(July 14, 2010) — Imec and ASML collaborated to qualify ASML’s Tachyon Source Mask Optimization and programmable illuminator system FlexRay, proving its potential with the demonstration of a 22nm SRAM memory cell. In October 2010, the ASML XT:1900i lithography scanner at imec will be equipped with FlexRay, enabling imec to explore the ultimate frontiers of immersion lithography.
A key part of any optical lithography system is the illuminator. It creates the pupil shape, i.e. the condition and shape of the light beam before it hits the mask. By tailoring the pupil shape to the specific layout to be printed, the resolution and process margins can be improved. Optimizing the pupil shape is thus critical, especially with process tolerances reaching the limits of manufacturability.
The use of a customized freeform illumination source shape — optimized for a particular critical chip layout — leads to enhanced imaging results. Early joint development work between imec and ASML compared the use of traditional and freeform illumination modes, and demonstrated convincing improvement in all imaging quality metrics (process latitudes: exposure latitude, depth of focus, mask error factor), and with that also proved clear enhancement in the CD uniformity control over the entire chip and wafer area. Consequently, optimized freeform illumination helps bringing the limits of immersion lithography to areas where traditional illumination modes cannot get, and in that respect enables continued chip feature shrink and faster ramp to volume production, resulting in higher production yields.
|Figure 1. Double patterning of the contact and metal layer for a 22nm node SRAM of 0.078µm² bit cell area using freeform illumination.|
Freeform illumination has become fully available through ASML’s FlexRay, allowing for virtually unconstrained intensity distribution within the source pupil. FlexRay uses a programmable array of thousands of individually adjustable micro-mirrors to create any pupil shape in a matter of minutes. This is a major advantage over traditional illuminators, which require individual optical elements designed and fabricated specifically for each mask pattern. During FlexRay’s development, imec provided ASML with experimental wafer data that allowed comparing freeform and traditional illumination on a customer test pattern. FlexRay showed excellent performance in terms of pupil control and stability, as well as operational speed, and ability to match to existing illumination modes and other scanners.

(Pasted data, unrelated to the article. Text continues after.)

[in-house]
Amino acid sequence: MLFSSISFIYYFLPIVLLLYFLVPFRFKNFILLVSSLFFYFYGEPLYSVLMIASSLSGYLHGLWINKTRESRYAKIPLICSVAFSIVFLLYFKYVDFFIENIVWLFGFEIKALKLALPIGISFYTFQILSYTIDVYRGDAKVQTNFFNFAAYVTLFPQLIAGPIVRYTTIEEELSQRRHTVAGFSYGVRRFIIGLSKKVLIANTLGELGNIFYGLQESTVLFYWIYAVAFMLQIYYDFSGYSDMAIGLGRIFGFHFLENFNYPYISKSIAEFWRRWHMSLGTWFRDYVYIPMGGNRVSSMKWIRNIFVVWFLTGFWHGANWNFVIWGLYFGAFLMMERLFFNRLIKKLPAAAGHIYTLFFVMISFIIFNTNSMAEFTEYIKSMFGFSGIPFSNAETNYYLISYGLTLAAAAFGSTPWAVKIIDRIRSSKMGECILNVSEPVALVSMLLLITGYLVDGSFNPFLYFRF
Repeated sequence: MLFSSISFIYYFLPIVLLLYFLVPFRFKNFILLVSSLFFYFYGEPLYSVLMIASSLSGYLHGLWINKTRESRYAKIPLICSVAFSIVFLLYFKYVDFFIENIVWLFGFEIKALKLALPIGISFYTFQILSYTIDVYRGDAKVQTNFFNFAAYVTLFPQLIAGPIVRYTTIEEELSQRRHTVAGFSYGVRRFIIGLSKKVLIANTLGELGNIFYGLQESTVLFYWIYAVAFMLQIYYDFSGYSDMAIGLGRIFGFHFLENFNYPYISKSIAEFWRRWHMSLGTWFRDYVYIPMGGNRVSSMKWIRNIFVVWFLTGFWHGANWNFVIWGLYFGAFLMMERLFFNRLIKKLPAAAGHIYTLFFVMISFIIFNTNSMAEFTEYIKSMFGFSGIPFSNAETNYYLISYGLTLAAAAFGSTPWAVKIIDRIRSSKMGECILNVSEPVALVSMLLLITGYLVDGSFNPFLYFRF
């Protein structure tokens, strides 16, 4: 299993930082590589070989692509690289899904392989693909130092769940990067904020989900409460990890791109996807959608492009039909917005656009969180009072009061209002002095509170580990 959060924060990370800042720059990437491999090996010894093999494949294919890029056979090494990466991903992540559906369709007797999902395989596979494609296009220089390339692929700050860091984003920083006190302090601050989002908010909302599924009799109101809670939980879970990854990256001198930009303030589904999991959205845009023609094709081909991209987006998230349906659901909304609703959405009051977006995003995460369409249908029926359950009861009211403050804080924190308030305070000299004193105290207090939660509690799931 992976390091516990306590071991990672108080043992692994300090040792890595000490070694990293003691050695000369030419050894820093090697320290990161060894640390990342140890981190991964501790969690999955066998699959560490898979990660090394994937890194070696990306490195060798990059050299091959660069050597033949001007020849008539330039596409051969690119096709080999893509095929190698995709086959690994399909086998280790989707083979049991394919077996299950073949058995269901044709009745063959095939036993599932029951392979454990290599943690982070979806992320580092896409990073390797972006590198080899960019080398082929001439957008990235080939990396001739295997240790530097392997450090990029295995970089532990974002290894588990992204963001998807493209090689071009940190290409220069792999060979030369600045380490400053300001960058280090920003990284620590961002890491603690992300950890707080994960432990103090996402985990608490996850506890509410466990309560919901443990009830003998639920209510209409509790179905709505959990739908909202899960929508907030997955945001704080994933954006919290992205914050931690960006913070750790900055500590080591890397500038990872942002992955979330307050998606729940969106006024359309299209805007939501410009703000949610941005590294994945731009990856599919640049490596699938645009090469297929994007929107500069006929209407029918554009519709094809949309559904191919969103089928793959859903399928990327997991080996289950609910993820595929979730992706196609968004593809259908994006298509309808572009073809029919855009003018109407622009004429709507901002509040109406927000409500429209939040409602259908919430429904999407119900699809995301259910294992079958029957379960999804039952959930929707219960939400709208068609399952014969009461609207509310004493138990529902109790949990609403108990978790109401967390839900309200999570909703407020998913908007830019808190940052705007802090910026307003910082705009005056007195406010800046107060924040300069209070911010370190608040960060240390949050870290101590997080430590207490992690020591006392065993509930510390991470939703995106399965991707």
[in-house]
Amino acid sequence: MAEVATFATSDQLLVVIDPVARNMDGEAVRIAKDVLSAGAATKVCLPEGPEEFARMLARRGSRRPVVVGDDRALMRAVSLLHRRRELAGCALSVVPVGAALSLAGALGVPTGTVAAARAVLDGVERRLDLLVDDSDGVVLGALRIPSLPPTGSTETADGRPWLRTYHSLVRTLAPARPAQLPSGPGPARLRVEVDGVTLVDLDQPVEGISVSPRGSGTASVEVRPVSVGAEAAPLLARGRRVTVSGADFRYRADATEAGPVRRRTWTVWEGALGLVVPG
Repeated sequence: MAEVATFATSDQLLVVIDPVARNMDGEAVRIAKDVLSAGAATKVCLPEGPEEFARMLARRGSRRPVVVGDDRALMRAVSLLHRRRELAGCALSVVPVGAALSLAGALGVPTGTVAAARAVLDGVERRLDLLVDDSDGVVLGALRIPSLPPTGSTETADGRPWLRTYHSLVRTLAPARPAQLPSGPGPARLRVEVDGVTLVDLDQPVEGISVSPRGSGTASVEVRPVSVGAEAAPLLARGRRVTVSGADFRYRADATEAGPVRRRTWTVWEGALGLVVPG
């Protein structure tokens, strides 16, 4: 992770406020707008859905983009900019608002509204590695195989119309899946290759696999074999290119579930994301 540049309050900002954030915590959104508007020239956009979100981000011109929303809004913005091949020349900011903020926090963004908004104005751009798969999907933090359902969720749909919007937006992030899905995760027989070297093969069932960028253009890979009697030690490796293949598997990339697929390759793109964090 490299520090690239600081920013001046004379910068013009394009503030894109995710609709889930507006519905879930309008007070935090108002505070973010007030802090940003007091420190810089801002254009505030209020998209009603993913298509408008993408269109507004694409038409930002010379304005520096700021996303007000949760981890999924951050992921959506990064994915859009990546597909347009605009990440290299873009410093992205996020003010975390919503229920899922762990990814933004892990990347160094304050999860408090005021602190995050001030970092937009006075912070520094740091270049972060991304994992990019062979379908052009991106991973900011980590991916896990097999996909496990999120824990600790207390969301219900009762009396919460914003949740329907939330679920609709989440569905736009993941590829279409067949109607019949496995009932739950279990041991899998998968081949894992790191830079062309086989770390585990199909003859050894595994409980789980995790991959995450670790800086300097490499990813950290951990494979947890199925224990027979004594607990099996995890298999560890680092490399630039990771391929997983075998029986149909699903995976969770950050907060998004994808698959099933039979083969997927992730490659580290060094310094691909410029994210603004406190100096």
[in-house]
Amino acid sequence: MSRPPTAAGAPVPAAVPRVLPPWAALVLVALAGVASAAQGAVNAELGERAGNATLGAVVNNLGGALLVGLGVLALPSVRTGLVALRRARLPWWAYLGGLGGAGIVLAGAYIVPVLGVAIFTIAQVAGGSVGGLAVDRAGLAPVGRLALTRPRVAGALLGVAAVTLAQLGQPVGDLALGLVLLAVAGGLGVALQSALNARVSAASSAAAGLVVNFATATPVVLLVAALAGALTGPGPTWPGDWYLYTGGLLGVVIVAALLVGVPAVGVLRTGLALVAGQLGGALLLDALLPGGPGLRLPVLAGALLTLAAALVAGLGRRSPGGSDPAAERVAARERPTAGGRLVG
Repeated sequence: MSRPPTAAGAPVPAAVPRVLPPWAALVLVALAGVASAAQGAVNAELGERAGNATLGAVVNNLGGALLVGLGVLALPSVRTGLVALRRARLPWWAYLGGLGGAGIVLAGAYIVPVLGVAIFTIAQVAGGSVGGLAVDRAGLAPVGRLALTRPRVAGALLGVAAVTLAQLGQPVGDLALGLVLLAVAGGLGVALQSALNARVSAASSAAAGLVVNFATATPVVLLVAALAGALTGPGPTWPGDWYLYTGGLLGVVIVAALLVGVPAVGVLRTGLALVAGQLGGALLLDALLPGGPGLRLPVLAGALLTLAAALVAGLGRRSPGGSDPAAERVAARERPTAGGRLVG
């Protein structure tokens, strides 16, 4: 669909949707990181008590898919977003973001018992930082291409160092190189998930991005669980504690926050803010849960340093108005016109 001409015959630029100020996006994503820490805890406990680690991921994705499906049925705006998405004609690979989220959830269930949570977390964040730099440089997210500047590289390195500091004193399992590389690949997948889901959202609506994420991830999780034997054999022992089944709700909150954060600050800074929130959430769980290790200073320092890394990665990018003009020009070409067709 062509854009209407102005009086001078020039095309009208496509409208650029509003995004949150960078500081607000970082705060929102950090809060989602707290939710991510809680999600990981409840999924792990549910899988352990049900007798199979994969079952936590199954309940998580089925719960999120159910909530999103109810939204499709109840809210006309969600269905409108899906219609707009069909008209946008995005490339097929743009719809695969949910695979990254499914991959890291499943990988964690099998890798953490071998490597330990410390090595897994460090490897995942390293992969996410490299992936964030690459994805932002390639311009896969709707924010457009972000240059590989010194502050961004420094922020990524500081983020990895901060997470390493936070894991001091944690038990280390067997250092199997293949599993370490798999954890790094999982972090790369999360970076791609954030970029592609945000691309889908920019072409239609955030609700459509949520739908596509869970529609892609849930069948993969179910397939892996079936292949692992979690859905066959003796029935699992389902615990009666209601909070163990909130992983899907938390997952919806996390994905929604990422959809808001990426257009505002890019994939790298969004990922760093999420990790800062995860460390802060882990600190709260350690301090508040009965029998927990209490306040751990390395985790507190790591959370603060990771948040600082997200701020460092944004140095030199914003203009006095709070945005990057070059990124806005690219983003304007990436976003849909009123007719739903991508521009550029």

Finally, imec proved the potential of freeform illumination with a demonstration of double patterning into a hard mask of the contact and metal layer for a 22nm node SRAM of 0.078µm² bit cell area, with the application of simultaneous source & mask optimization (ASML Brion Tachyon SMO) and imaging using FlexRay illumination. Already from the images, but in particular from the metrics, it is very clear how freeform illumination leads to a pattern quality that cannot be realized using standard illumination. In this particular case, the XY asymmetric position of the freeform poles cannot be mimicked in a standard source.
Kurt Ronse, Director Lithography Program at imec says: “Imec has demonstrated that optimized freeform illumination will help push the limits of immersion lithography. It will create margin that will allow further scaling. To explore this path, and to bring this technology to our partners, we will equip our XT:1900i litho tool with FlexRay.”
Ludo Deferm, IMEC, says that the research group’s focus remains on 3D packaging, advanced lithography, immersion lithography, EUV, mask cleaning, and other projects. Deferm sees immersion lithography as a relevant semiconductor manufacturing technology for longer than some in the industry expected.
Imec performs world-leading research in nanoelectronics. Further information on imec can be found at www.imec.be.
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